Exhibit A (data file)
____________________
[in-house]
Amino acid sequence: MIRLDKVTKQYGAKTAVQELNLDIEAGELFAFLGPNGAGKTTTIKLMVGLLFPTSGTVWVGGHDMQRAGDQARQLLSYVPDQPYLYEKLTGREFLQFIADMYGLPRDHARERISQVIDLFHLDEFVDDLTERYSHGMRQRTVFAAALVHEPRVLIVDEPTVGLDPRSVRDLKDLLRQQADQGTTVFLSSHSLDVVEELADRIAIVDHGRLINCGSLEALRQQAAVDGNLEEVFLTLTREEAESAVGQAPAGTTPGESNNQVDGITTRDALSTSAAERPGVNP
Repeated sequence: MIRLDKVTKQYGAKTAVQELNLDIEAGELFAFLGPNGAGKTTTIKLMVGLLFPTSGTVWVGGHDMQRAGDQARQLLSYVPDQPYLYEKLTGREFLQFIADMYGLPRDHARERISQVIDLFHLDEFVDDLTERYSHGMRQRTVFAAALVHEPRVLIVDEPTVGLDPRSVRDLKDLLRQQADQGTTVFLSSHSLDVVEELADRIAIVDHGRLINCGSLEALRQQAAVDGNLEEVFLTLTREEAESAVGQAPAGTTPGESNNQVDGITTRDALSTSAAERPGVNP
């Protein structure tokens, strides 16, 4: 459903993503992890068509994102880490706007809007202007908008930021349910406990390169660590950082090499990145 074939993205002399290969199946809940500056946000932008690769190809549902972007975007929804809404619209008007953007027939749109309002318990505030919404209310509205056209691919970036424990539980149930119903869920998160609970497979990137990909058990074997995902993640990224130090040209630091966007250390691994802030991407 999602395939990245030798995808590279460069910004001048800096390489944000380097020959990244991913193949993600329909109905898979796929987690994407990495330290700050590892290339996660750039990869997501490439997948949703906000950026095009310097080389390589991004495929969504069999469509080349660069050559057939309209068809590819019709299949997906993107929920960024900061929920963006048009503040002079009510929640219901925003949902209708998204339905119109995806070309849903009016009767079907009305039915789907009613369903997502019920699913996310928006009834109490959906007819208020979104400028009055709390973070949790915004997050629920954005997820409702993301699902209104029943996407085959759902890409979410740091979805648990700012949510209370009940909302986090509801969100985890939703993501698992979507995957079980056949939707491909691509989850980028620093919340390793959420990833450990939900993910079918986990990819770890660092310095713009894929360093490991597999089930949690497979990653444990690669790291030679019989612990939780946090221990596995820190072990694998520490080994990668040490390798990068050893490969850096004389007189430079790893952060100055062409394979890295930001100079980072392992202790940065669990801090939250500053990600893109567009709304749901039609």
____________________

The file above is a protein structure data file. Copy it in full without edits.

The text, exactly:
[in-house]
Amino acid sequence: MIRLDKVTKQYGAKTAVQELNLDIEAGELFAFLGPNGAGKTTTIKLMVGLLFPTSGTVWVGGHDMQRAGDQARQLLSYVPDQPYLYEKLTGREFLQFIADMYGLPRDHARERISQVIDLFHLDEFVDDLTERYSHGMRQRTVFAAALVHEPRVLIVDEPTVGLDPRSVRDLKDLLRQQADQGTTVFLSSHSLDVVEELADRIAIVDHGRLINCGSLEALRQQAAVDGNLEEVFLTLTREEAESAVGQAPAGTTPGESNNQVDGITTRDALSTSAAERPGVNP
Repeated sequence: MIRLDKVTKQYGAKTAVQELNLDIEAGELFAFLGPNGAGKTTTIKLMVGLLFPTSGTVWVGGHDMQRAGDQARQLLSYVPDQPYLYEKLTGREFLQFIADMYGLPRDHARERISQVIDLFHLDEFVDDLTERYSHGMRQRTVFAAALVHEPRVLIVDEPTVGLDPRSVRDLKDLLRQQADQGTTVFLSSHSLDVVEELADRIAIVDHGRLINCGSLEALRQQAAVDGNLEEVFLTLTREEAESAVGQAPAGTTPGESNNQVDGITTRDALSTSAAERPGVNP
């Protein structure tokens, strides 16, 4: 459903993503992890068509994102880490706007809007202007908008930021349910406990390169660590950082090499990145 074939993205002399290969199946809940500056946000932008690769190809549902972007975007929804809404619209008007953007027939749109309002318990505030919404209310509205056209691919970036424990539980149930119903869920998160609970497979990137990909058990074997995902993640990224130090040209630091966007250390691994802030991407 999602395939990245030798995808590279460069910004001048800096390489944000380097020959990244991913193949993600329909109905898979796929987690994407990495330290700050590892290339996660750039990869997501490439997948949703906000950026095009310097080389390589991004495929969504069999469509080349660069050559057939309209068809590819019709299949997906993107929920960024900061929920963006048009503040002079009510929640219901925003949902209708998204339905119109995806070309849903009016009767079907009305039915789907009613369903997502019920699913996310928006009834109490959906007819208020979104400028009055709390973070949790915004997050629920954005997820409702993301699902209104029943996407085959759902890409979410740091979805648990700012949510209370009940909302986090509801969100985890939703993501698992979507995957079980056949939707491909691509989850980028620093919340390793959420990833450990939900993910079918986990990819770890660092310095713009894929360093490991597999089930949690497979990653444990690669790291030679019989612990939780946090221990596995820190072990694998520490080994990668040490390798990068050893490969850096004389007189430079790893952060100055062409394979890295930001100079980072392992202790940065669990801090939250500053990600893109567009709304749901039609």